Carly Findlay is a force! I first encountered her online a few years ago and I’ve been a fan ever since. Then last year when I was doing my blog course, Carly was the invited expert for a student online chat. It was a big fangirl moment for me! I am always blown away by her generosity, insights and can-do attitude. The following words are from Carly’s bio:
“Carly Findlay is a blogger, writer, speaker and appearance activist. She challenges people’s thinking about what it’s like to have a visibly different appearance.
She’s written for many publications including The Guardian, Daily Life, The ABC, Mamamia, Frankie magazine and BlogHer. She’s uses her blog to write about her skin condition, Ichthyosis, as well as promoted causes such as Love Your Sister and Donate Life.
Most recently, Carly was named as one of Australia’s most influential women in the Australian Financial Review and Westpac 100 Women of Influence Awards for 2014. Carly received the 2010 and 2013 Yooralla Media Awards for Best Online Commentary for her body of disability focused writing. She also won the best personal blog category for Kidspot Voices of 2013, and the 2013 BUPA Health Activist award for Positive Life Change. She’s also been a finalist in the Best Australian Blogs competition in 2011, 2012 and 2014″.
May is Ichthyosis Awareness Month and Carly has been working tirelessly to organise the first meet up of Ichthyosis Patients in Australia. You can read more about that in her Ichthyosis Awareness Month stories.
And here she is, talking about how educating doctors promotes compassionate practise. This post first appeared on Carly’s blog, here:
Over the Christmas holidays, I introduced myself as an adult to the dermatologist who gave me a pretty dismal prognosis as a baby. He pretended not to remember me until he told me I always had blocked ears.
I think he was surprised to see me. I told him some of my achievements including how I am now educating dermatologists about my condition (something he needed when he treated me).
I grew up in a small town with one dermatologist. He had very poor bedside manner and made some terrible assumptions of the way my parents looked after me. Needless to say, I was transferred to a paediatrician very quickly!
And like many parents of children with disabilities, mine were told to prepare for the worst. I was diagnosed correctly with Ichthyosis at birth. At first they were told I would be ‘better’ in a few weeks. And then when it was apparent my condition was worsening, they were told that they were not looking after me. At seven months, I was bundled into my parents’ arms – they were told to take me home to prepare for my death. There didn’t seem to be much talk of what I could achieve with the right medical treatments and support.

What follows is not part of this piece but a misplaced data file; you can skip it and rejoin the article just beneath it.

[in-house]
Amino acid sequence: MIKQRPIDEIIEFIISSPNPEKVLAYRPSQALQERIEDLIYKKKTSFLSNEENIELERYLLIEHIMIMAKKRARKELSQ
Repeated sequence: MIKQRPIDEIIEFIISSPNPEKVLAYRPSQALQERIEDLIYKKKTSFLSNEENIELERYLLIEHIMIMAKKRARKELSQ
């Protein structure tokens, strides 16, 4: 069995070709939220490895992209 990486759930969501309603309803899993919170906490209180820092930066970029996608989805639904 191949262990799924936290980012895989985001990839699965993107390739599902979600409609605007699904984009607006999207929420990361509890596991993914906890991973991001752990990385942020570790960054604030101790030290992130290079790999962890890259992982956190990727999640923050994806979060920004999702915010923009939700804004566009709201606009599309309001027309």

And so I lived past seven months, reaching milestones in my own time. Then I surpassed seventeen months, seven years, seventeen and twenty seven. I am still here today.
The political models of disability can determine a person’s compassion and empathy towards disability. And so a doctor’s low expectations for a baby born with a disability can set the scene for their attitude through the lifespan of that patient. Perhaps because of the medical model of disability, (where disability is viewed as a problem that belongs to the person with a disability), doctors only see a diagnosis, and not a person. They may not believe a patient with a disability is capable of being educated or empowered about their own healthcare. Yet if doctors studied the social model of disability (that the physical and attitudinal barriers are a a cause of society and can be removed), they’d have greater training and compassion for patients with disabilities.
Leana S Wren writes:
“While medical school curricula are replete with lectures on “one-in-a-million” diseases, little attention is devoted to teaching future doctors how to care for people with speech disorders or other disabilities.”
NPR raises the same issue:
“More than half of medical school deans report that their students aren’t competent to treat people with disabilities, and a similar percentage of graduates agree. Accreditation and licensing boards don’t require clinicians to demonstrate knowledge or skills in treating patients with disabilities.
Numerous studies have found people with disabilities receive inferior health care, including less information about prevention and fewer screening tests.
Mistaken assumptions are a big reason. Doctors and nurses have expressed surprise to me when I explained that they have to discuss risks and benefits with patients who are cognitively impaired. Some doctors are also surprised to learn that they need to ask someone who has a physical disability about sexual activity.”
And the New York Times cites how little training doctors had in managing patients with disabilities. Pauline W Chen MD writes of doctors being unaware of how to manoeuvre patients in and out of wheelchairs safely and with dignity, lack of physical access to medical buildings, and the lack of disability training doctors receive. In some cases, doctors didn’t complete the medical exam on the patient because they didn’t have the correct supportive equipment nor a care plan to safely assist them.
It’s this extra care – the physical care and the social care – that is needed to empower patients. Doctors need to move past the textbook and immerse themselves in the disability community to truly learn and empathise with our experiences.
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